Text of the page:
The pressure on radiology departments is growing, and Salisbury is no exception.

“There’s a huge increase in workload, and everything has to be done quicker and reported quicker,” says Katie Johnson, consultant radiologist at its foundation trust.

That was then

Salisbury has 60 radiographers and 15 radiologists (11 full-time and four part-time) and serves a population of 250,000. Three years ago, its system for reporting images was inefficient.

“Work was allocated fairly, but not necessarily related to the times we were available to report,” says Johnson. “Work might be allocated while we were away from the department or even on annual leave; so there was inherent delay in reports.

“Admin staff received a significant number of calls from staff and patients regarding reports, and radiographers who were interested in imaging findings had to maintain their enthusiasm for looking up reports for some days after the imaging was complete.

“There were also the rush times, Friday afternoon and Monday morning, which were difficult and – at times – unsafe to handle.”

On-call rotas were also becoming increasingly hard to maintain. On-call radiologists, who finished a day’s work at 5pm, were able to do some reporting remotely, using a dedicated laptop.

However, if they needed to report on a complex case, they had to travel back to the hospital, which took time. As the hospital’s night-time workload increased, more and more on-call radiologists had to travel in at night; and then do a full day’s work the following day.

Since the trust was planning to adopt the NICE guidelines on imaging in cases of stroke, head and cervical injury, and transient ischaemic attack, the overnight workload was set to increase further.

Managing overnight workload

In the face of these pressures, a group of radiologists met to identify the problems and canvass solutions, asking radiographers, clerical staff and helpers, and clinicians for their views.

Making the whole radiology department responsible for any changes would, they hoped, improve their likelihood of being successful in the long term.

It became clear that the department needed to improve its reporting turnaround times, to manage the overnight workload better, and to have a better system for managing urgent imaging at evenings and weekends.

New targets were set to meet turnaround times (from an examination to the report being available to the referrer) of within 30 minutes for urgent cases, the same working day for inpatients and accident and emergency patients, and the next working day for all other cases.

It was decided that these turnaround times should be met in 90% of cases, to allow for the sometimes exceptional circumstances that made 100% impossible.

In response, the department made several changes to existing processes. A two-hour rota was introduced, so that, for example, CT and MR scans performed between 9am and 11am are now given to those on rota report between 11pm and 1pm.

Inpatient work is given to the staff member reporting when it comes in, so there is no report delay; although head scans are given to the duty radiologist. The duty radiologist takes all clinical queries from clinicians, GPs and radiographers to reduce interruptions to reporters.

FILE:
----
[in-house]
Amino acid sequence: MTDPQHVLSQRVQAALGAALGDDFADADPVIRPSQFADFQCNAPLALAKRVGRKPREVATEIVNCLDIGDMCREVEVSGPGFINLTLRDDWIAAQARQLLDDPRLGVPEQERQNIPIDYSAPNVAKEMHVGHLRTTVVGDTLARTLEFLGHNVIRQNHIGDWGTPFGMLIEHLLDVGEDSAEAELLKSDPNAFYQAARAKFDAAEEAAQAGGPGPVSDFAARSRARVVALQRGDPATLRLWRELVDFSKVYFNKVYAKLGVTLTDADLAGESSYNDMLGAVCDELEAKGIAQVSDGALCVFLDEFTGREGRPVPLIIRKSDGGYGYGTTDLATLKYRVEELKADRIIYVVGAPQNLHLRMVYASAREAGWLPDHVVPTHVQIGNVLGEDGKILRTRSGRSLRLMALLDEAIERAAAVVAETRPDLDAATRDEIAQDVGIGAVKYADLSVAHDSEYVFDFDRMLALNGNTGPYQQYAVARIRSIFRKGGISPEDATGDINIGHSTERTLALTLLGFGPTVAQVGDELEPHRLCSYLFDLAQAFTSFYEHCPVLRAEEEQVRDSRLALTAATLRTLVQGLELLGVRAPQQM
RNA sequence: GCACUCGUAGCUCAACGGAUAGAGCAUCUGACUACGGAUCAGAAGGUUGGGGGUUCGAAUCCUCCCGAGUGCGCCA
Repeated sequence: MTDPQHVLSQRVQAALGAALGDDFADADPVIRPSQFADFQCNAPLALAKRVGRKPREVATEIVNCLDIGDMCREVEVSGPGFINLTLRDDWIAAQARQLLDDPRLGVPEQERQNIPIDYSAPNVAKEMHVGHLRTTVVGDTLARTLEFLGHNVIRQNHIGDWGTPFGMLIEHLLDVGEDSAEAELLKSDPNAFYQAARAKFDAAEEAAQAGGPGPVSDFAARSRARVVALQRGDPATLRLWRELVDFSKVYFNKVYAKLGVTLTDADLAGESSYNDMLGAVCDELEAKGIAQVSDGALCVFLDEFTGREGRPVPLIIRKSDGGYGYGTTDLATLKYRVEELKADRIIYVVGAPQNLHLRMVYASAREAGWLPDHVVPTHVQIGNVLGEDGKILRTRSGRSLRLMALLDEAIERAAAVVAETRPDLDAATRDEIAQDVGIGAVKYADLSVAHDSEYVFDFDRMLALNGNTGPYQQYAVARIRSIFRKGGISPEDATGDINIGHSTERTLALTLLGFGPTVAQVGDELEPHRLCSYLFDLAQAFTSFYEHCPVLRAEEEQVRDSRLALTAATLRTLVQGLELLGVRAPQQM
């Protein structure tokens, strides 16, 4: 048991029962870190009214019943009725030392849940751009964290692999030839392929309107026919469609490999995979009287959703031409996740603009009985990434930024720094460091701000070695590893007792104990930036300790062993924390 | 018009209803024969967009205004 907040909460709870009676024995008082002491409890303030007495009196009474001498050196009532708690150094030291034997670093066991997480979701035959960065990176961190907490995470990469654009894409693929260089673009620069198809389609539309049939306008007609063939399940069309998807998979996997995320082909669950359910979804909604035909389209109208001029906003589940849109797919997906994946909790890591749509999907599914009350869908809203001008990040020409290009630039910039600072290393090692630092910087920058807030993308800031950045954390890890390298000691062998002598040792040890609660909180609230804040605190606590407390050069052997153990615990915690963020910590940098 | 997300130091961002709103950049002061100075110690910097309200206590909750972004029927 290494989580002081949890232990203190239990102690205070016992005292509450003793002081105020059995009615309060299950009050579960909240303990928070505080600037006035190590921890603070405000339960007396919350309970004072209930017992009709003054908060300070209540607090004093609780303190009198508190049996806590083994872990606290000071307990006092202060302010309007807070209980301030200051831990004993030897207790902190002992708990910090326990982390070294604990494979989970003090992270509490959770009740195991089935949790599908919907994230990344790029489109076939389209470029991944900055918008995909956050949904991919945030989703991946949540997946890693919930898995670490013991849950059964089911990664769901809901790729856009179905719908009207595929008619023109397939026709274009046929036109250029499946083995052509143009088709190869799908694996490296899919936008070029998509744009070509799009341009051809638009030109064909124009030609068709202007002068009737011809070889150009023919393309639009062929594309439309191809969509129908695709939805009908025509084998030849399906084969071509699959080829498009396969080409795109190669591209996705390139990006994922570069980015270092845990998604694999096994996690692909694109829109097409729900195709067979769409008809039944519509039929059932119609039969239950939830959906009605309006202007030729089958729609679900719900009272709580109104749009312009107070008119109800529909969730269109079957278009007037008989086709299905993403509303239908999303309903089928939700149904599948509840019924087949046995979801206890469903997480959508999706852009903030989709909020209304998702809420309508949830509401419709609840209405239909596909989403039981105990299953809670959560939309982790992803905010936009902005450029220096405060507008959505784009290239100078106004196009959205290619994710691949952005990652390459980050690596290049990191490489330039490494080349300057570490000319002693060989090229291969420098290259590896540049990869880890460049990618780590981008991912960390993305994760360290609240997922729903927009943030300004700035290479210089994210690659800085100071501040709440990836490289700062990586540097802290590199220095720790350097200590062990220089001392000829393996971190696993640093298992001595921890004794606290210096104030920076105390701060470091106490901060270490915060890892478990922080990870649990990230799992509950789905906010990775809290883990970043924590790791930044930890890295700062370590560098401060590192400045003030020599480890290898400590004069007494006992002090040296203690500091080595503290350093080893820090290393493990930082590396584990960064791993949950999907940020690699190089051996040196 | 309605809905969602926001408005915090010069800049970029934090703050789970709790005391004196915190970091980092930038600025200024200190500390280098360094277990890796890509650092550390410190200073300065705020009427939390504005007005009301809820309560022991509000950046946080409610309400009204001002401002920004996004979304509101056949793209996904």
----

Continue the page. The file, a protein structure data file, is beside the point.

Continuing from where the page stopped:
Because the busiest time of day is between 4pm and 7.30pm, it was decided to keep on-call radiologists on-site until 8pm.

If there are calls after 8pm, and they are relatively straightforward, an on-call radiologist can report from home, using a dedicated laptop (although complex images, involving multiple trauma, still require a trip into the hospital).

“If you’re working in hospital, you work more efficiently than if you’re at home and have to keep coming back,” says Johnson. “It’s very tiring to go home and get called back in again, and go home and get called back in again.”

The trust also opted to use an outsourcing company, Medica, to report on CT head and cervical spine images from 11pm to 8am, instead of keeping radiologists on call overnight.

It has proved a cost-effective solution, says Johnson: “You just pay for a scan, there’s no up-front fee. If you don’t use it, you don’t pay for it.

“By outsourcing work overnight, we could stay later during the day and be on-site for weekend mornings. Overall, we do more inpatient work, as well as managing the end of the day better.”

All the reports produced by the outsourcing company are checked the following morning.

Meanwhile, the department has introduced some weekend working. MR lists now run from 8am to 8pm seven days a week, and the MR radiographers run urgent CT lists on Saturday and Sunday mornings.

A more organised workload

The new system has proved a success. Since its introduction, report turnaround time has improved, phone calls chasing reports have virtually stopped, and both radiologists and radiographers feel more in control.

“Everybody thinks it’s much better than it was, mainly because we’re a lot more organised in our workload,” says Johnson.

NICE imaging and reporting targets have been achieved. Figures for 2012 show that the target of same-day reporting for inpatients has been achieved in 100% of MR cases, 99.9% of CT cases, and 99.3% of plain film cases.

The department also publishes monthly figures to show how reporting times have improved in each modality. So, for example, in May 2012, 70% of MR images were reported by the next day, compared with 33.6% in May 2009.

The trust isn’t committed to staying with the new system, however – as technology changes, new working practices may be introduced, says Johnson.

“I can see us changing in the next couple of years – we’ll have a new PACS and RIS, and it may be that we need to think of another way of managing the work.

"You’ll get people who are more enthusiastic if the change has gone well the first time round.”